In my own learning experiences, I have found on many occasions that the grade I received in a course did not reflect that amount of learning I perceived to have achieved. This was a very frustrating realization for me and is something that I hope to avoid as a teacher. One of the best ways to avoid this situation is to develop good relationships with students. Doing so allows for closer interactions and informal assessments of understanding that are not associated with grades but do provide an honest assessment of student understanding. Graded assignments and/or exams are unavoidable but, by taking this approach, both the student and teacher can feel more satisfied that the grades being given reflect the amount of learning.
On graded tasks (e.g., assignments, quizzes, exams, essays), it is important to give students a clear picture of the requirements and how the task fits into the learning objectives for the class. Otherwise, these tasks can feel particularly onerous and be the source of frustration. For this reason, I give explanations of tasks and their fits to learning objectives in the syllabus (see an example here), give a clear description of the task when it is assigned, and, at the same time, provide a clear rubric with expectations.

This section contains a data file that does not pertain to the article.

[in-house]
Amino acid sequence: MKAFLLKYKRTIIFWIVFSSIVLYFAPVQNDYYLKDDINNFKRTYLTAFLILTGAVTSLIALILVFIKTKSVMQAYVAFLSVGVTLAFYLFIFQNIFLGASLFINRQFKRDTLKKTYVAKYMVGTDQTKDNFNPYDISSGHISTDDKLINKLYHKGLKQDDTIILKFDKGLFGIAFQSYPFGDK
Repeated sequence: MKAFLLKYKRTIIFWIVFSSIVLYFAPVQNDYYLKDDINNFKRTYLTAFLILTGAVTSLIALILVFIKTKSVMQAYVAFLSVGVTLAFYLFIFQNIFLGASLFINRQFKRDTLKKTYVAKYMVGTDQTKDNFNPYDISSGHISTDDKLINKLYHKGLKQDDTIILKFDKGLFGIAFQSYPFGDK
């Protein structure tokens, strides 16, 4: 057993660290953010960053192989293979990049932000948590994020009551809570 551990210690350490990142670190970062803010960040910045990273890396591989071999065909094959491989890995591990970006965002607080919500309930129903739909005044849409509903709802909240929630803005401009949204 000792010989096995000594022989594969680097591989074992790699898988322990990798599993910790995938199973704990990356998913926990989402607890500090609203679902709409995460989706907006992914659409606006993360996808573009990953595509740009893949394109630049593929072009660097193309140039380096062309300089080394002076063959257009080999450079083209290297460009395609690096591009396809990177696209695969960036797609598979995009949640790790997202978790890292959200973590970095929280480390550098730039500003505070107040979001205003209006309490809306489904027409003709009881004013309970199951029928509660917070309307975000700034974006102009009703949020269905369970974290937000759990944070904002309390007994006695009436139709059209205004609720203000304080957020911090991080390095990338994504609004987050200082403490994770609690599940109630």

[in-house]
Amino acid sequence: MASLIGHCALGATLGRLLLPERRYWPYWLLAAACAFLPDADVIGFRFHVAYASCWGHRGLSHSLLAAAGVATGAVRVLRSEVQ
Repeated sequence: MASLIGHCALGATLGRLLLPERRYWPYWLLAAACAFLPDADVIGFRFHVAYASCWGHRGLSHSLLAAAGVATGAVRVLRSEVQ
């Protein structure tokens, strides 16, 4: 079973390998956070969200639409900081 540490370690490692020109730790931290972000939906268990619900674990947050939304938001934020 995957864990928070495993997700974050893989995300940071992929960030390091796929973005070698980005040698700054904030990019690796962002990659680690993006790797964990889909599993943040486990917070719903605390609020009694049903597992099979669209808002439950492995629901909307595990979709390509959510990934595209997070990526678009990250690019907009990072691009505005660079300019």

I also rely on mid-semester evaluations, office hours, and peer-assessment to help assess student learning and to provide feedback. In the middle of the semester I conduct evaluations where I ask students to tell me what is and is not working in the class. I go over these evaluations in class and tell the students how I will address their concerns. Additionally, I encourage students to come to me whenever they have an issue, or just to chat. I always have set office hours but my door is always open and students are welcome at any time. I find that this helps to foster better relationships with my students and leads to opportunities for informal assessments through friendly conversation. Finally, I ask students to be a resource for each other. It is perhaps cliché, but the students really are a valuable source of information and feedback. In all of these approaches, I strive to be as open and transparent as possible so that students know what is expected of them and how they will be assessed. This way, when grades and feedback go out, I can be confident that students’ learning will match the grades they receive.